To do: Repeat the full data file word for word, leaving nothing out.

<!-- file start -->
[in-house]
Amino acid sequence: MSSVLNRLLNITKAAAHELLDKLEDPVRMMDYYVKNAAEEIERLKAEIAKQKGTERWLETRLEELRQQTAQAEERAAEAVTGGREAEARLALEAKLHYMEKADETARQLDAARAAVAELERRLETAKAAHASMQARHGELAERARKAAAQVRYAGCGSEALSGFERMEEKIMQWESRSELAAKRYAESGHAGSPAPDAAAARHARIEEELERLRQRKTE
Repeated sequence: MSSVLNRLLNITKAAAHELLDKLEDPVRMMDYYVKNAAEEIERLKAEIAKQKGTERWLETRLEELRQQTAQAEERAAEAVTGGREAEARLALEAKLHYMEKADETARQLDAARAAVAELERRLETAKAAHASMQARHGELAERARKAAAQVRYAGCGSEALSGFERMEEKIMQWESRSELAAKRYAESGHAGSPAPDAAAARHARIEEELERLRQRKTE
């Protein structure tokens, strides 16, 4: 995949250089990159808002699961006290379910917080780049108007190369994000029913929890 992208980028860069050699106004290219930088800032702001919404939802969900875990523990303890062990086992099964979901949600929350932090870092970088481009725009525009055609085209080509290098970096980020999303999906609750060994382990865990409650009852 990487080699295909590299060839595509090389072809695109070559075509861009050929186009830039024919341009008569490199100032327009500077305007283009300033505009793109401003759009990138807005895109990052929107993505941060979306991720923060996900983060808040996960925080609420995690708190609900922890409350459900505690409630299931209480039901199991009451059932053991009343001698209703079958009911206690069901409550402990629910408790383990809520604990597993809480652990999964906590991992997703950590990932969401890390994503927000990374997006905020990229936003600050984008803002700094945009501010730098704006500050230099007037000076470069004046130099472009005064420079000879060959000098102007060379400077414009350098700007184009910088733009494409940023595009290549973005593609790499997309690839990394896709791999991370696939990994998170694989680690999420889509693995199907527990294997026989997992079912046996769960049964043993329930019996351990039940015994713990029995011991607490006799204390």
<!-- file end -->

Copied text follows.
[in-house]
Amino acid sequence: MSSVLNRLLNITKAAAHELLDKLEDPVRMMDYYVKNAAEEIERLKAEIAKQKGTERWLETRLEELRQQTAQAEERAAEAVTGGREAEARLALEAKLHYMEKADETARQLDAARAAVAELERRLETAKAAHASMQARHGELAERARKAAAQVRYAGCGSEALSGFERMEEKIMQWESRSELAAKRYAESGHAGSPAPDAAAARHARIEEELERLRQRKTE
Repeated sequence: MSSVLNRLLNITKAAAHELLDKLEDPVRMMDYYVKNAAEEIERLKAEIAKQKGTERWLETRLEELRQQTAQAEERAAEAVTGGREAEARLALEAKLHYMEKADETARQLDAARAAVAELERRLETAKAAHASMQARHGELAERARKAAAQVRYAGCGSEALSGFERMEEKIMQWESRSELAAKRYAESGHAGSPAPDAAAARHARIEEELERLRQRKTE
């Protein structure tokens, strides 16, 4: 995949250089990159808002699961006290379910917080780049108007190369994000029913929890 992208980028860069050699106004290219930088800032702001919404939802969900875990523990303890062990086992099964979901949600929350932090870092970088481009725009525009055609085209080509290098970096980020999303999906609750060994382990865990409650009852 990487080699295909590299060839595509090389072809695109070559075509861009050929186009830039024919341009008569490199100032327009500077305007283009300033505009793109401003759009990138807005895109990052929107993505941060979306991720923060996900983060808040996960925080609420995690708190609900922890409350459900505690409630299931209480039901199991009451059932053991009343001698209703079958009911206690069901409550402990629910408790383990809520604990597993809480652990999964906590991992997703950590990932969401890390994503927000990374997006905020990229936003600050984008803002700094945009501010730098704006500050230099007037000076470069004046130099472009005064420079000879060959000098102007060379400077414009350098700007184009910088733009494409940023595009290549973005593609790499997309690839990394896709791999991370696939990994998170694989680690999420889509693995199907527990294997026989997992079912046996769960049964043993329930019996351990039940015994713990029995011991607490006799204390």